On other other hand, the parents’ duty to support may be relieved if a child attains economic independence through employment, entry into military service or marriage. Further, the child may be deemed constructively emancipated if, without cause, they withdraw from parental supervision and control.
Consider Baker v. Baker, a June 12, 2015 decision of the Appellate Division, Fourth Department. The parties’ son was constructively emancipated in June, 2012 when he moved out of the mother’s residence and into an apartment with friends in an effort to avoid the mother’s rules requiring him to attend school and not use illicit drugs. Until then, the father had been paying child support to the mother. However, after “being treated for withdrawal,” the son moved in with the father.
The question for the court was whether the child’s unemancipated status was revived entitling the father to collect child support. Supreme Court, Niagara County Justice Catherine R. Nugent-Panepinto denied the father’s application.
The Fourth Department reversed. The appellate court agreed with the father that the lower court erred in concluding that the child’s return to parental custody and control neither revived his unemancipated status, nor reinstated the support obligations of his parents
A child’s unemancipated status may be revived provided there has been a sufficient change in circumstances to warrant the corresponding change in status. . . . Generally, a return to the parents’ custody and control has been deemed sufficient to revive a child’s unemancipated status.
Although most of the cases concerning a revival of a child’s unemancipated status have involved a child’s return to the home that he or she abandoned versus the home of the noncustodial parent, the Fourth Department concluded that the return to the noncustodial parent’s supervision and control does not preclude a revival of unemancipated status.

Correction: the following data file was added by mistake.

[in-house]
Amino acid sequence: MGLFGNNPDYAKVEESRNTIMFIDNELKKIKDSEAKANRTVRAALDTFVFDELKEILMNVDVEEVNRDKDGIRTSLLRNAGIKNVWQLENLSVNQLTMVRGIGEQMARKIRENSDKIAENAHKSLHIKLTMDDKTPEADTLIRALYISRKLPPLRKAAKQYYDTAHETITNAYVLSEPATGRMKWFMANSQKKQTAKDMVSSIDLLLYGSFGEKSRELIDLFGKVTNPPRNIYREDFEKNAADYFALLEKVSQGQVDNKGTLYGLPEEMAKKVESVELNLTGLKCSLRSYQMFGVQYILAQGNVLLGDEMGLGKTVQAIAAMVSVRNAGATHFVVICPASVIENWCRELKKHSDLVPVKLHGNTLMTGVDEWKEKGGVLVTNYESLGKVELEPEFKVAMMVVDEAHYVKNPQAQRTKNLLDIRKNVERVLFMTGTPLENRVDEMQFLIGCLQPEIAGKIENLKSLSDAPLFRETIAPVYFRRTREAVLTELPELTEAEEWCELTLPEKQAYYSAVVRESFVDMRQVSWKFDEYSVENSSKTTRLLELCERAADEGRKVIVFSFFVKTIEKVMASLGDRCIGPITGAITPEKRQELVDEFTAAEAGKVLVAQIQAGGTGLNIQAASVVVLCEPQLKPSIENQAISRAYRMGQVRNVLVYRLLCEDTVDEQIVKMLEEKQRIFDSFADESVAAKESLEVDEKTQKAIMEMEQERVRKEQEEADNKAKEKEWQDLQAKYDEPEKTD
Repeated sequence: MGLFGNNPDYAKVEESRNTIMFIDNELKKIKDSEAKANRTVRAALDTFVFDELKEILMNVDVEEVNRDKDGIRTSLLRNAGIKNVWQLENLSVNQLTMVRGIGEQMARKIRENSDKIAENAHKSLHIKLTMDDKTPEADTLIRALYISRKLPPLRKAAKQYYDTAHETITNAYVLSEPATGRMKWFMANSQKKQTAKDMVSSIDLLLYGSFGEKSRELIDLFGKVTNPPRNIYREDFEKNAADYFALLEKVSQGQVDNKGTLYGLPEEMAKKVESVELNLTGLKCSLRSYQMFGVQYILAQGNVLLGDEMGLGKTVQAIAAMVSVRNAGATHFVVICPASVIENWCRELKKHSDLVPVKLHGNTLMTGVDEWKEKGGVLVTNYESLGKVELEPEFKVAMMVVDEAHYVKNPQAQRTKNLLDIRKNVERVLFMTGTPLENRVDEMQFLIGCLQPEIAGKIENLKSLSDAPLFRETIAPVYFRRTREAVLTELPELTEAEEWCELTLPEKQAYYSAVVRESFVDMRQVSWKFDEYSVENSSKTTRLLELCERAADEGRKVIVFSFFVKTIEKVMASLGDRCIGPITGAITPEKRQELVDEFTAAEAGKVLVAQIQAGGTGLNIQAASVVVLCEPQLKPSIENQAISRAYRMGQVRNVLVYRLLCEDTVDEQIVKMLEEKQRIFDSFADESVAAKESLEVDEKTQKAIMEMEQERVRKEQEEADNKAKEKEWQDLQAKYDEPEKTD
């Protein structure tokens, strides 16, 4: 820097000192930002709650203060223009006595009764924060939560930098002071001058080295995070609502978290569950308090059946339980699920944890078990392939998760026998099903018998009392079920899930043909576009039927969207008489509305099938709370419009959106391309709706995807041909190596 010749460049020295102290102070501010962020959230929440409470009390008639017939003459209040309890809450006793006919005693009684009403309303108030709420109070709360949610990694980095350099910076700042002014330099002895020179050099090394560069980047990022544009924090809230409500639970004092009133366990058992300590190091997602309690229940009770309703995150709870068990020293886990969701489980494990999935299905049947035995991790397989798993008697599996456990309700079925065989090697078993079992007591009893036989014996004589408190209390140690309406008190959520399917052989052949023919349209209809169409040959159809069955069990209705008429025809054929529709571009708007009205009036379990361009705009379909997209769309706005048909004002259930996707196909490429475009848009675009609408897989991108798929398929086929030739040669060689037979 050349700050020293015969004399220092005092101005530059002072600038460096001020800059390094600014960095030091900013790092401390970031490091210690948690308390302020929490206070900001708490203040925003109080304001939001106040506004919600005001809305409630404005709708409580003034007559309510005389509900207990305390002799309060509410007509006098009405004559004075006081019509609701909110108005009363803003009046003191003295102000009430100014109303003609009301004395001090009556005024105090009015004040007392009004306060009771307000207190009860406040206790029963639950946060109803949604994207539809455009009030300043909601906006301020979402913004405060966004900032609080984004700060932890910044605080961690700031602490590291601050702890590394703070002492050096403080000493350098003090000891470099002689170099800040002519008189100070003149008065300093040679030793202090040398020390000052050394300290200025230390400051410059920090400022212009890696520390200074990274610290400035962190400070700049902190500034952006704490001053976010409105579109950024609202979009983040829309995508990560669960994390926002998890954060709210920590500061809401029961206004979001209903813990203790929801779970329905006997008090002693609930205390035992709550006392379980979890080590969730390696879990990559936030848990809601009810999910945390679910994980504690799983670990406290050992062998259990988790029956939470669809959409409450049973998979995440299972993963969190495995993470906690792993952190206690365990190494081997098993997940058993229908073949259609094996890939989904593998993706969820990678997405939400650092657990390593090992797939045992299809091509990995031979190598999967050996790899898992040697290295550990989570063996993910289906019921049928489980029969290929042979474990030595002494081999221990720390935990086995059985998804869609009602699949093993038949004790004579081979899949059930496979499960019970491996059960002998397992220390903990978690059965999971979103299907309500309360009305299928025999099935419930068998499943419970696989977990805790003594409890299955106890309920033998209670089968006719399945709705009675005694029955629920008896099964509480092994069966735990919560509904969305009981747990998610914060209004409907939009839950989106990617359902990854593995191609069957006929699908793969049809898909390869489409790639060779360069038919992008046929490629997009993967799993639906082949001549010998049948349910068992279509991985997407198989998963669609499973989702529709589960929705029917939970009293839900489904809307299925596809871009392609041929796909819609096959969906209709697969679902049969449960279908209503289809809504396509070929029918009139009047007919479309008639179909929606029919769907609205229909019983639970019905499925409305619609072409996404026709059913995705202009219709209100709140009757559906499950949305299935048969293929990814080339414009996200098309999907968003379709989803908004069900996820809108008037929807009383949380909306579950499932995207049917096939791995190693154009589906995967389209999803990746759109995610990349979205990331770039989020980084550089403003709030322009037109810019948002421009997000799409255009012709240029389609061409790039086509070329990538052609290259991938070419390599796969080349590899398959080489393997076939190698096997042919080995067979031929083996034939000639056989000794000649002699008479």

The mother argued that because the father had stipulated to the earlier order that the child was emancipated, therefore termination the father’s support obligation, the father was required to establish an unanticipated and unreasonable change of circumstances. However, the Court held that despite the father’s stipulation that the child was emancipated, the child is not bound by the terms of that agreement, and the issue in this case was the child’s right to receive adequate support. Even assuming, arguendo, that the father was required to show an unanticipated and unreasonable change of circumstances, the appellate court would nevertheless have concluded that the child’s substance abuse treatment and return to parental custody and control constituted such a change of circumstances.
In our view, the reversion to unemancipated status under the facts of this case would promote the underlying statutory principles requiring parents to support children until they reach the age of 21.
The Fourth Department therefore reversed, granting that part of the father’s motion seeking an award of child support; remitting the matter to Supreme Court to calculate the amount of child support owed by the mother to the father.